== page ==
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UK and Isle of Man eye Fatca facility to nab tax dodgers

by Sarah Miloudi on Feb 19, 2013 at 15:10

The UK and Isle of Man are exploring how to incorporate a tax avoiders ‘disclosure facility’ into their own version of America’s Foreign Account Tax Compliance (Fatca) Act.

Like the American rules, the UK and Isle of Man’s version of Fatca will allow for the sharing of information across borders, essentially bringing a curtain down on client tax anonymity across Britain’s dependencies.

John Spellman, Isle of Man director of financial services, told Wealth Manager: ‘The UK Fatca agreement is currently being formalised but this is expected in weeks rather than months.  In addition to this we are also exploring a mechanism to address arrears where there will be no limit to the amount.’

Spellman said the UK already has a number of regimes in place to support individuals in arrears with their tax, though the Isle of Man is keen to come up with a ‘simpler’ framework.

On Tuesday, Isle of Man ministers confirmed that arrangements with the UK were likely to include a ‘disclosure facility’.  In practice, it will allow individuals either deliberately or inadvertently in arrears to speak to HM Revenue & Customs (HMRC) and discuss paying their tax, plus interest.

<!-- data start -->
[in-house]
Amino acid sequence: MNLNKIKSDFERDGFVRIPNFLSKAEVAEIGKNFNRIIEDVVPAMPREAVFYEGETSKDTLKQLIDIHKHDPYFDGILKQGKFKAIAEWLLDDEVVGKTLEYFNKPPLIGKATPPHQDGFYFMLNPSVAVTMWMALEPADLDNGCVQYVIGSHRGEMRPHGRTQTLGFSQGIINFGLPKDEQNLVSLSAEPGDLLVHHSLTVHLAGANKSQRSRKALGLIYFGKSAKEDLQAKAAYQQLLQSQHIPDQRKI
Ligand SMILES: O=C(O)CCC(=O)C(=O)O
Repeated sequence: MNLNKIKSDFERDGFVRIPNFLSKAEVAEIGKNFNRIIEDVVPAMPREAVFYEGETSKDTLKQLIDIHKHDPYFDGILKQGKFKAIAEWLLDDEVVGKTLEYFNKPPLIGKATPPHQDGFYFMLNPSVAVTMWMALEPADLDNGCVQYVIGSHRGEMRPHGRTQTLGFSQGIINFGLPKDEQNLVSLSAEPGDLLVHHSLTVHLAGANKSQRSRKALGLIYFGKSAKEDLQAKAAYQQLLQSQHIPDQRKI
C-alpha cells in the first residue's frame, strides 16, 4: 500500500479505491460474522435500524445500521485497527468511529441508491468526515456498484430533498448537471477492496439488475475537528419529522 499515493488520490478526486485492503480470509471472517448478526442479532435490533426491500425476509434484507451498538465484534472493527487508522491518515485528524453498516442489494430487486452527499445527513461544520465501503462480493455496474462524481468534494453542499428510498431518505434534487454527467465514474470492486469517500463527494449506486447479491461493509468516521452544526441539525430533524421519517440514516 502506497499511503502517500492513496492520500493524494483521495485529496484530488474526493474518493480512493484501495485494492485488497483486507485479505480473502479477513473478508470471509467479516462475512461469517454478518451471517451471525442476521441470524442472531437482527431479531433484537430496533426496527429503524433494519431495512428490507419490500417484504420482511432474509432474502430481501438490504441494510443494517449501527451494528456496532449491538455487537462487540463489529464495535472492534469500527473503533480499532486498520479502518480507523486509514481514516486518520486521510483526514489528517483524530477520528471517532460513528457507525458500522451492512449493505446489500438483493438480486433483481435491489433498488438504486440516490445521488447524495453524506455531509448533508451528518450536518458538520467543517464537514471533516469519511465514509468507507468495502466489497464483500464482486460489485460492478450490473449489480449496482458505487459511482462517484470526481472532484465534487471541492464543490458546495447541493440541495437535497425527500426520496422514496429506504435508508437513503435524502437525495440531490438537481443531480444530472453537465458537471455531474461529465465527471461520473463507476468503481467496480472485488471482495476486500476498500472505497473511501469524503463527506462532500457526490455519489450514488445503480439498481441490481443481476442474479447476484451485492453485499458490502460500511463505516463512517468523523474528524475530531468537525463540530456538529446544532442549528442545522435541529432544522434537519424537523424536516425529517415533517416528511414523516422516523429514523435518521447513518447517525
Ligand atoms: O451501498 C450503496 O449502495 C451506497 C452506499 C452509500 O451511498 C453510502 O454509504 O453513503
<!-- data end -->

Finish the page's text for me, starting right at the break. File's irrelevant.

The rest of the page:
Malcolm Couch, Isle of Man assessor of income tax, said these discussions would immediately make individuals aware of the size of their bill, whether they would face a penalty, and over what period their arrears must be cleared. 

He added that while it is an ‘HMRC facility’, with the UK taxman dealing with the scheme operationally, the Isle of Man would ensure individuals were aware it existed.

According to an initial draft, the disclosure facility is expected to kick in at the beginning of the 2013/14 tax year and run until September 2016. 

While the facility will not be open to individuals already under investigation, it will cover liabilities dating back to April 1999, and there will be a guaranteed 10% penalty rate for returns to be filed before April 2009 and 20% thereafter.  These penalties could be significantly higher, however, where HMRC has used information made available under the new sharing agreements.

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